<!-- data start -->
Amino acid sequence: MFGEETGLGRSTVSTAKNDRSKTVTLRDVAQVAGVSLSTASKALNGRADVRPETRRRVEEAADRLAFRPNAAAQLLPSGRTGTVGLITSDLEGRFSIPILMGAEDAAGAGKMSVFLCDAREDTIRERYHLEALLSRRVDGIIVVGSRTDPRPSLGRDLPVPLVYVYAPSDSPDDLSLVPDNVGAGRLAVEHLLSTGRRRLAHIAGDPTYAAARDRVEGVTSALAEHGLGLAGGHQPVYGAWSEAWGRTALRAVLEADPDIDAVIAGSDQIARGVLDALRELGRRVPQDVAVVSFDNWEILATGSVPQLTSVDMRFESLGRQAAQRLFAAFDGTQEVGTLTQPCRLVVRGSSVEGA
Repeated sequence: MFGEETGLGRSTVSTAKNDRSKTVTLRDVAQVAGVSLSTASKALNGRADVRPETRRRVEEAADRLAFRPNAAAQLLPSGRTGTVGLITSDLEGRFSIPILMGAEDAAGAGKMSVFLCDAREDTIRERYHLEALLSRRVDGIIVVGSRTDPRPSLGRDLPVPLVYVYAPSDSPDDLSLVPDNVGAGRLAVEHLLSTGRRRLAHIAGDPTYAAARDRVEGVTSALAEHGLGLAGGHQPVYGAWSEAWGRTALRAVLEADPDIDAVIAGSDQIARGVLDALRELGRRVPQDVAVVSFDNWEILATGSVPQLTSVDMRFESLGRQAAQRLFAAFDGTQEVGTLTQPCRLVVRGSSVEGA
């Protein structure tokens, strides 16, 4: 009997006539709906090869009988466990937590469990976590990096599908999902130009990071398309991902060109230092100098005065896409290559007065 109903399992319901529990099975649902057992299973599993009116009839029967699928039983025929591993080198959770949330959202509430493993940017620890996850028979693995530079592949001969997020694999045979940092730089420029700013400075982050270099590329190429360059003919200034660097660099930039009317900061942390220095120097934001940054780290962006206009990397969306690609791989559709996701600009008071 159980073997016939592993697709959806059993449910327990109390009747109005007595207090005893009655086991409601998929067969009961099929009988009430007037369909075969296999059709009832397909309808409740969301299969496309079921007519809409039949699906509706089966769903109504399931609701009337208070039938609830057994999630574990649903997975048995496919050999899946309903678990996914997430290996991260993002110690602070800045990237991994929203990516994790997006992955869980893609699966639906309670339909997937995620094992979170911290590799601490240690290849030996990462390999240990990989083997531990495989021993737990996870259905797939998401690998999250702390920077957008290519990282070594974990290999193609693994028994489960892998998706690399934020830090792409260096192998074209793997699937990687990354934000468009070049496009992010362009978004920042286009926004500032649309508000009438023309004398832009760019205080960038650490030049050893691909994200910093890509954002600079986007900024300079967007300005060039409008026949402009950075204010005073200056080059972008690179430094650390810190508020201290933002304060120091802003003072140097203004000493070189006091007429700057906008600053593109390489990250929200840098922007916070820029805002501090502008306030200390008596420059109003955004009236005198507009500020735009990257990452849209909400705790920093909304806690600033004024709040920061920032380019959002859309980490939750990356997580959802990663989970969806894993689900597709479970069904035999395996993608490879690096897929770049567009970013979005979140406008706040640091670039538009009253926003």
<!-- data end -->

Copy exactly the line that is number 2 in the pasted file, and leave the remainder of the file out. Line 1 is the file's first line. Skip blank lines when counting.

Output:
Repeated sequence: MFGEETGLGRSTVSTAKNDRSKTVTLRDVAQVAGVSLSTASKALNGRADVRPETRRRVEEAADRLAFRPNAAAQLLPSGRTGTVGLITSDLEGRFSIPILMGAEDAAGAGKMSVFLCDAREDTIRERYHLEALLSRRVDGIIVVGSRTDPRPSLGRDLPVPLVYVYAPSDSPDDLSLVPDNVGAGRLAVEHLLSTGRRRLAHIAGDPTYAAARDRVEGVTSALAEHGLGLAGGHQPVYGAWSEAWGRTALRAVLEADPDIDAVIAGSDQIARGVLDALRELGRRVPQDVAVVSFDNWEILATGSVPQLTSVDMRFESLGRQAAQRLFAAFDGTQEVGTLTQPCRLVVRGSSVEGA